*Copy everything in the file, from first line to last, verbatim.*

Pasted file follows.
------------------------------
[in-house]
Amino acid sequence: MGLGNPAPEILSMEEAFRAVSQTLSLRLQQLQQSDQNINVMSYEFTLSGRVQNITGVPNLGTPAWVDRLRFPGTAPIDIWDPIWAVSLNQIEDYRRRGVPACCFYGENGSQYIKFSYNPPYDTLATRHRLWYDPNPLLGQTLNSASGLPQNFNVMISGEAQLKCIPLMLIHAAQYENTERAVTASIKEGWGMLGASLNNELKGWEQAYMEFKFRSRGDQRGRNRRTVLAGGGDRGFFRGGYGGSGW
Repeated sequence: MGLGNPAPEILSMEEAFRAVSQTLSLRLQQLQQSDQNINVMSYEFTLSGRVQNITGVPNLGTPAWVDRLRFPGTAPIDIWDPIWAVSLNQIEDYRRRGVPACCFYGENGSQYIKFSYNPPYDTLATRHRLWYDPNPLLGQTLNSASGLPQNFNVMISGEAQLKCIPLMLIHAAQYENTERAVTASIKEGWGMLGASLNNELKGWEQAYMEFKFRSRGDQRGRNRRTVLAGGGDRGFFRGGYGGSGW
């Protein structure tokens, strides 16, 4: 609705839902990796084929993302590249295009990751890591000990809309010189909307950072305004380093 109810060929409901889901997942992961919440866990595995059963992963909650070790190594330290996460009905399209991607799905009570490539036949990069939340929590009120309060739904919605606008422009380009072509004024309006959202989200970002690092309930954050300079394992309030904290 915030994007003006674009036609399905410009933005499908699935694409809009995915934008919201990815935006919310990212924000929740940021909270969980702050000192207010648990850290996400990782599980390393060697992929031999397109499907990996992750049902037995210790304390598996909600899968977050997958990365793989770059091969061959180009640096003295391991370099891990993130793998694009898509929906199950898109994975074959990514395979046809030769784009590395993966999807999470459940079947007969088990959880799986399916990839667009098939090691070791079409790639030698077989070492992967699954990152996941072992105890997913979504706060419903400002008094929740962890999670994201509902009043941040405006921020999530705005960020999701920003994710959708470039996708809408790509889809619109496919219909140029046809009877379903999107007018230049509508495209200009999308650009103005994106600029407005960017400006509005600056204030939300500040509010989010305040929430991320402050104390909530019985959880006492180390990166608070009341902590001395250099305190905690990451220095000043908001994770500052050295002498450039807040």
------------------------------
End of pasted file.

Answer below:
[in-house]
Amino acid sequence: MGLGNPAPEILSMEEAFRAVSQTLSLRLQQLQQSDQNINVMSYEFTLSGRVQNITGVPNLGTPAWVDRLRFPGTAPIDIWDPIWAVSLNQIEDYRRRGVPACCFYGENGSQYIKFSYNPPYDTLATRHRLWYDPNPLLGQTLNSASGLPQNFNVMISGEAQLKCIPLMLIHAAQYENTERAVTASIKEGWGMLGASLNNELKGWEQAYMEFKFRSRGDQRGRNRRTVLAGGGDRGFFRGGYGGSGW
Repeated sequence: MGLGNPAPEILSMEEAFRAVSQTLSLRLQQLQQSDQNINVMSYEFTLSGRVQNITGVPNLGTPAWVDRLRFPGTAPIDIWDPIWAVSLNQIEDYRRRGVPACCFYGENGSQYIKFSYNPPYDTLATRHRLWYDPNPLLGQTLNSASGLPQNFNVMISGEAQLKCIPLMLIHAAQYENTERAVTASIKEGWGMLGASLNNELKGWEQAYMEFKFRSRGDQRGRNRRTVLAGGGDRGFFRGGYGGSGW
């Protein structure tokens, strides 16, 4: 609705839902990796084929993302590249295009990751890591000990809309010189909307950072305004380093 109810060929409901889901997942992961919440866990595995059963992963909650070790190594330290996460009905399209991607799905009570490539036949990069939340929590009120309060739904919605606008422009380009072509004024309006959202989200970002690092309930954050300079394992309030904290 915030994007003006674009036609399905410009933005499908699935694409809009995915934008919201990815935006919310990212924000929740940021909270969980702050000192207010648990850290996400990782599980390393060697992929031999397109499907990996992750049902037995210790304390598996909600899968977050997958990365793989770059091969061959180009640096003295391991370099891990993130793998694009898509929906199950898109994975074959990514395979046809030769784009590395993966999807999470459940079947007969088990959880799986399916990839667009098939090691070791079409790639030698077989070492992967699954990152996941072992105890997913979504706060419903400002008094929740962890999670994201509902009043941040405006921020999530705005960020999701920003994710959708470039996708809408790509889809619109496919219909140029046809009877379903999107007018230049509508495209200009999308650009103005994106600029407005960017400006509005600056204030939300500040509010989010305040929430991320402050104390909530019985959880006492180390990166608070009341902590001395250099305190905690990451220095000043908001994770500052050295002498450039807040």